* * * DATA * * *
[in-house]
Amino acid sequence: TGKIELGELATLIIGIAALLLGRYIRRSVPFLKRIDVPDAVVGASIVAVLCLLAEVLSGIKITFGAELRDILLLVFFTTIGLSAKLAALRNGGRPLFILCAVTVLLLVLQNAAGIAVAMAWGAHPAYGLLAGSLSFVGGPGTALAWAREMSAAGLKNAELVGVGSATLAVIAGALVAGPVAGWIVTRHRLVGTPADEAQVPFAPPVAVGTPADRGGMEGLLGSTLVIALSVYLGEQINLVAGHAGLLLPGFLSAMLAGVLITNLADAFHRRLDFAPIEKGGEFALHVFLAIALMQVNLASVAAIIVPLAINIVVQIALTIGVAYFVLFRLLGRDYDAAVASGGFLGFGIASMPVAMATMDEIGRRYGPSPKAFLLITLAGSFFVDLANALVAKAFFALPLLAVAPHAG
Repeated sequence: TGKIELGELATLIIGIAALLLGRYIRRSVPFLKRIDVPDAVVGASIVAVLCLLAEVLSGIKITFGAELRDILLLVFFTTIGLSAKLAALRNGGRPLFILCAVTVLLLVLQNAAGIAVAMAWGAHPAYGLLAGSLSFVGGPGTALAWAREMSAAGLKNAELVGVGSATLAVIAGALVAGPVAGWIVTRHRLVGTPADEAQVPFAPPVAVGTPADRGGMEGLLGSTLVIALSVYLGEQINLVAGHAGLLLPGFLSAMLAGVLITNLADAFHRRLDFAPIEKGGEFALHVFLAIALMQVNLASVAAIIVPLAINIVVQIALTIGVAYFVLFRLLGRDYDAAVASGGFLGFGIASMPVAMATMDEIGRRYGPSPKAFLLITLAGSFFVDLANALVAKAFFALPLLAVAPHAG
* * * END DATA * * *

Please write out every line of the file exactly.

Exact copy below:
[in-house]
Amino acid sequence: TGKIELGELATLIIGIAALLLGRYIRRSVPFLKRIDVPDAVVGASIVAVLCLLAEVLSGIKITFGAELRDILLLVFFTTIGLSAKLAALRNGGRPLFILCAVTVLLLVLQNAAGIAVAMAWGAHPAYGLLAGSLSFVGGPGTALAWAREMSAAGLKNAELVGVGSATLAVIAGALVAGPVAGWIVTRHRLVGTPADEAQVPFAPPVAVGTPADRGGMEGLLGSTLVIALSVYLGEQINLVAGHAGLLLPGFLSAMLAGVLITNLADAFHRRLDFAPIEKGGEFALHVFLAIALMQVNLASVAAIIVPLAINIVVQIALTIGVAYFVLFRLLGRDYDAAVASGGFLGFGIASMPVAMATMDEIGRRYGPSPKAFLLITLAGSFFVDLANALVAKAFFALPLLAVAPHAG
Repeated sequence: TGKIELGELATLIIGIAALLLGRYIRRSVPFLKRIDVPDAVVGASIVAVLCLLAEVLSGIKITFGAELRDILLLVFFTTIGLSAKLAALRNGGRPLFILCAVTVLLLVLQNAAGIAVAMAWGAHPAYGLLAGSLSFVGGPGTALAWAREMSAAGLKNAELVGVGSATLAVIAGALVAGPVAGWIVTRHRLVGTPADEAQVPFAPPVAVGTPADRGGMEGLLGSTLVIALSVYLGEQINLVAGHAGLLLPGFLSAMLAGVLITNLADAFHRRLDFAPIEKGGEFALHVFLAIALMQVNLASVAAIIVPLAINIVVQIALTIGVAYFVLFRLLGRDYDAAVASGGFLGFGIASMPVAMATMDEIGRRYGPSPKAFLLITLAGSFFVDLANALVAKAFFALPLLAVAPHAG